May: “My honourable friend raises a very important point. It is my intention that people should have the ability to speak openly in giving evidence to the inquiry panel if they are called as witnesses, or in giving written evidence if they so wish. I will have to look at the legal issues around the Official Secrets Act, but it is intended that everybody should have the ability to speak openly. Only if people can speak openly will we get to the bottom of these matters.”
Simon Danczuk (Labour): “I welcome the home secretary’s statement. Survivors of child sex abuse are very brave in dealing with the horrific attacks that they have had to endure. How will the proposed inquiry engage with, and thoroughly involve, the victims of child sex abuse?”
May: “I think it would be most appropriate for the chairman and panel themselves to decide what to do on that matter, rather than government trying to tell them what to do. Once the name of the chairman is announced, I am sure that members of this House who have experience of dealing with these matters will wish to make their views known, but I think it is best to leave it to the chairman and panel to identify how they wish to work and take evidence and comments from people. May I commend the honourable gentleman, who is another member of this House who has done a great deal of work on this matter in trying to uncover the truth about those who have been victims?”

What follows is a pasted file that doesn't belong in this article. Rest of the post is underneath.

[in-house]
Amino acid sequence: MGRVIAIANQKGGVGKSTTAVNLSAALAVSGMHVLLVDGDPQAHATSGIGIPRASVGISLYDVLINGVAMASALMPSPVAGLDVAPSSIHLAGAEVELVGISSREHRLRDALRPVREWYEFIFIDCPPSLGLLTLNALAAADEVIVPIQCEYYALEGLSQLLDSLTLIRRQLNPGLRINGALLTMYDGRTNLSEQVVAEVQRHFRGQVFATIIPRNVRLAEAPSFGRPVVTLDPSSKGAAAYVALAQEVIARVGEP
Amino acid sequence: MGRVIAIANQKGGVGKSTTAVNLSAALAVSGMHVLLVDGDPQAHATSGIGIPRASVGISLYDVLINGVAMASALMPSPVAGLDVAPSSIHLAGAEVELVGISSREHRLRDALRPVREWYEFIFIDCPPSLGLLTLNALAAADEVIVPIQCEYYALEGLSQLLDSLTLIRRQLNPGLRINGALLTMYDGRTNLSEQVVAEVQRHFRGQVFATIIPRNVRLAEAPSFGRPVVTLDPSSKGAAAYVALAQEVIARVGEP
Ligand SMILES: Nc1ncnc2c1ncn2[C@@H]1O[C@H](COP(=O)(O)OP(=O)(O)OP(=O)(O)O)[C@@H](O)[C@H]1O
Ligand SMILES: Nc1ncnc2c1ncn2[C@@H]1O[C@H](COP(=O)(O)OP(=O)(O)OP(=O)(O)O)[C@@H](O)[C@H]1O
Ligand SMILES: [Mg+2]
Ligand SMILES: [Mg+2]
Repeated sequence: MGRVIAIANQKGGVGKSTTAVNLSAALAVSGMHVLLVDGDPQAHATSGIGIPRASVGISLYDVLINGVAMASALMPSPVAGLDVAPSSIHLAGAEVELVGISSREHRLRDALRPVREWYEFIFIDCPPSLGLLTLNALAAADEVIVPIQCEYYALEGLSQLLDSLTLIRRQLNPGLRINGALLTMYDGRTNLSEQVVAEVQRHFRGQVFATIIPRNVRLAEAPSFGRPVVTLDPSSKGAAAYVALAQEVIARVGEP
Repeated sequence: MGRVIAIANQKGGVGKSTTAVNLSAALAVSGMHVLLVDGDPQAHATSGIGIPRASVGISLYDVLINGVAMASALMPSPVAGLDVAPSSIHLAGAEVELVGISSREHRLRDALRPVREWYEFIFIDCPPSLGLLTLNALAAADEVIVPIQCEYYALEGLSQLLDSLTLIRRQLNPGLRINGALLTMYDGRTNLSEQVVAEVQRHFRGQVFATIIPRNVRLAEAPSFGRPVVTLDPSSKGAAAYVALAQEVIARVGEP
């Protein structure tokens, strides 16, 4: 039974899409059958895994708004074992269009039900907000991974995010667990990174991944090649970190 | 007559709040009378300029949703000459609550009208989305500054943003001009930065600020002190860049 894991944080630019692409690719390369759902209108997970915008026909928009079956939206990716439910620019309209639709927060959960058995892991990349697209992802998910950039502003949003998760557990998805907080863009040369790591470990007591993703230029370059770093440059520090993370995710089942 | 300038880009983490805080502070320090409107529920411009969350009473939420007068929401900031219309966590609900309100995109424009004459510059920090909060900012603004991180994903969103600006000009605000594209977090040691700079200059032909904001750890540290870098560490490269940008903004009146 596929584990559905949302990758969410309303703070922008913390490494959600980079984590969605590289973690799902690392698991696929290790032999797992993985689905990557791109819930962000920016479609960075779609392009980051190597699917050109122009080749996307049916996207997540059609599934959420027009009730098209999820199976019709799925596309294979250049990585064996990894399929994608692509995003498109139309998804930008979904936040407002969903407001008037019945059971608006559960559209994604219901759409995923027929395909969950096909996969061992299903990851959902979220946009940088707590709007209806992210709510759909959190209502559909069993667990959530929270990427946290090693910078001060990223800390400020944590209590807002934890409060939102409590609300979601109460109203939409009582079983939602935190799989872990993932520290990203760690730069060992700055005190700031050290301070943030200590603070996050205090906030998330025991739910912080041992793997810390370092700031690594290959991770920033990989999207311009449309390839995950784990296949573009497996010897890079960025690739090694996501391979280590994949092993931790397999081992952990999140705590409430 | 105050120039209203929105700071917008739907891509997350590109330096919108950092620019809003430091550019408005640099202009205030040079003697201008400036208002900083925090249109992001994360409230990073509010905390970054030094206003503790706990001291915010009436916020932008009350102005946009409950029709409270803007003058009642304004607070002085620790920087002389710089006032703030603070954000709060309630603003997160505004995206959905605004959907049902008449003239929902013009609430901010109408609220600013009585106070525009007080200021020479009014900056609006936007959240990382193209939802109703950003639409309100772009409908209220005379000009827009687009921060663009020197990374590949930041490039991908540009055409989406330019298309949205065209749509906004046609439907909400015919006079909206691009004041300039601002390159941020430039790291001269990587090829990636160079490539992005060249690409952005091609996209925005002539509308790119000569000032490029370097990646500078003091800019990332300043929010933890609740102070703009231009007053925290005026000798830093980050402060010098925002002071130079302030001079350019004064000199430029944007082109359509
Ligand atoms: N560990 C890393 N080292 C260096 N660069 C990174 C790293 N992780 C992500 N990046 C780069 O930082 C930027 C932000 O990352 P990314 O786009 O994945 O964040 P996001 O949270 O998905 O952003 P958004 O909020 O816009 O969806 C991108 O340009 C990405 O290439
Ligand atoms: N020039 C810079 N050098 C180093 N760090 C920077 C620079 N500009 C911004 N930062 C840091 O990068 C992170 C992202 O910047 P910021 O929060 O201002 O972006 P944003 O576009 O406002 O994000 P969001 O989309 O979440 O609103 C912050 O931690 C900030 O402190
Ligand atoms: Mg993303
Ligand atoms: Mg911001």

Nicola Blackwood (Conservative): “Does the secretary of state agree that, in addition to access to government and police papers, transparency from local authorities will be essential to achieving a just and effective inquiry? How does she intend to achieve such transparency?”
May: “She is right: I intend the terms of reference for the panel of inquiry to be drawn quite widely, and they will therefore relate not just to central government papers. I will publish the terms of reference in due course, when it has been possible to discuss them with the appointed chairman. She is also right that local authorities, with both their direct responsibilities for child protection and their responsibilities for placing children in care of various sorts, will be an important source of information.”
Ronnie Campbell (Labour): “Will the home secretary look at ‘Operation Rose’ in Northumberland, which took place a few years ago? It is becoming more apparent that it was a whitewash as more victims come forward each day and each month.”
May: “I am happy to take away the point that the honourable gentleman raises. It is precisely because I want to ensure that we cover all the cases that have come up that I think it is important that the terms of the inquiry panel are drawn quite widely. I will look into the matter that he raises.”